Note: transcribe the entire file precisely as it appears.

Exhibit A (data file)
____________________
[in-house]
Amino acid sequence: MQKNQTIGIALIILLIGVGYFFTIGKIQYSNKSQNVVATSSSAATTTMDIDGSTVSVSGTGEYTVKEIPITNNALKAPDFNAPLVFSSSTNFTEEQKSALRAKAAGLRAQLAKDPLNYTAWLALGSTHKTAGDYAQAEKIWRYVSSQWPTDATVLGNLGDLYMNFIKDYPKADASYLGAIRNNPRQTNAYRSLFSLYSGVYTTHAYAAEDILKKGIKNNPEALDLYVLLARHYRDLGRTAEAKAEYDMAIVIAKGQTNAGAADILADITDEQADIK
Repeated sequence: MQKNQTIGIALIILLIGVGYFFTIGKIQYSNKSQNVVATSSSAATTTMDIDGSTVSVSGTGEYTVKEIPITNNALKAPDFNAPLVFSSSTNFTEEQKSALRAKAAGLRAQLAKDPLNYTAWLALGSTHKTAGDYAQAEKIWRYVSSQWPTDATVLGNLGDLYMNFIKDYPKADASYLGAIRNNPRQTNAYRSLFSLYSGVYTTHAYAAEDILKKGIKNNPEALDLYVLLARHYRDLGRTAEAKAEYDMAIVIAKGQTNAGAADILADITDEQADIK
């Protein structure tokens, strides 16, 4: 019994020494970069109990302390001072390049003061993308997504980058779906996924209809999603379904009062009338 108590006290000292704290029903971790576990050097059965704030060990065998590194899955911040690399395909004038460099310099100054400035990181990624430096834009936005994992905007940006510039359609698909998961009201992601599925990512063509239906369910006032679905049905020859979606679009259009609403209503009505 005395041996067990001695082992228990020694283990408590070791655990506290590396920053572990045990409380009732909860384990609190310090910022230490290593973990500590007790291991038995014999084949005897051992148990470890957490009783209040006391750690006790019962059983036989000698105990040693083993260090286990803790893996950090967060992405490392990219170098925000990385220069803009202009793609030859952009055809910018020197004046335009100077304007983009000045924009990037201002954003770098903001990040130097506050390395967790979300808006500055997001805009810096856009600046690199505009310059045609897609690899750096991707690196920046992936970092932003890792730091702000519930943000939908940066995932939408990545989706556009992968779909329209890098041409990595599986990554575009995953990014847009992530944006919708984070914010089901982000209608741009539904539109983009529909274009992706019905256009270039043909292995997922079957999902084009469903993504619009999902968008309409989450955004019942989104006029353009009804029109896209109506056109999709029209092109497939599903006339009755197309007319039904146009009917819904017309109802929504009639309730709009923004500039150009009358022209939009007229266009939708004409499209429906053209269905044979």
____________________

[in-house]
Amino acid sequence: MQKNQTIGIALIILLIGVGYFFTIGKIQYSNKSQNVVATSSSAATTTMDIDGSTVSVSGTGEYTVKEIPITNNALKAPDFNAPLVFSSSTNFTEEQKSALRAKAAGLRAQLAKDPLNYTAWLALGSTHKTAGDYAQAEKIWRYVSSQWPTDATVLGNLGDLYMNFIKDYPKADASYLGAIRNNPRQTNAYRSLFSLYSGVYTTHAYAAEDILKKGIKNNPEALDLYVLLARHYRDLGRTAEAKAEYDMAIVIAKGQTNAGAADILADITDEQADIK
Repeated sequence: MQKNQTIGIALIILLIGVGYFFTIGKIQYSNKSQNVVATSSSAATTTMDIDGSTVSVSGTGEYTVKEIPITNNALKAPDFNAPLVFSSSTNFTEEQKSALRAKAAGLRAQLAKDPLNYTAWLALGSTHKTAGDYAQAEKIWRYVSSQWPTDATVLGNLGDLYMNFIKDYPKADASYLGAIRNNPRQTNAYRSLFSLYSGVYTTHAYAAEDILKKGIKNNPEALDLYVLLARHYRDLGRTAEAKAEYDMAIVIAKGQTNAGAADILADITDEQADIK
């Protein structure tokens, strides 16, 4: 019994020494970069109990302390001072390049003061993308997504980058779906996924209809999603379904009062009338 108590006290000292704290029903971790576990050097059965704030060990065998590194899955911040690399395909004038460099310099100054400035990181990624430096834009936005994992905007940006510039359609698909998961009201992601599925990512063509239906369910006032679905049905020859979606679009259009609403209503009505 005395041996067990001695082992228990020694283990408590070791655990506290590396920053572990045990409380009732909860384990609190310090910022230490290593973990500590007790291991038995014999084949005897051992148990470890957490009783209040006391750690006790019962059983036989000698105990040693083993260090286990803790893996950090967060992405490392990219170098925000990385220069803009202009793609030859952009055809910018020197004046335009100077304007983009000045924009990037201002954003770098903001990040130097506050390395967790979300808006500055997001805009810096856009600046690199505009310059045609897609690899750096991707690196920046992936970092932003890792730091702000519930943000939908940066995932939408990545989706556009992968779909329209890098041409990595599986990554575009995953990014847009992530944006919708984070914010089901982000209608741009539904539109983009529909274009992706019905256009270039043909292995997922079957999902084009469903993504619009999902968008309409989450955004019942989104006029353009009804029109896209109506056109999709029209092109497939599903006339009755197309007319039904146009009917819904017309109802929504009639309730709009923004500039150009009358022209939009007229266009939708004409499209429906053209269905044979």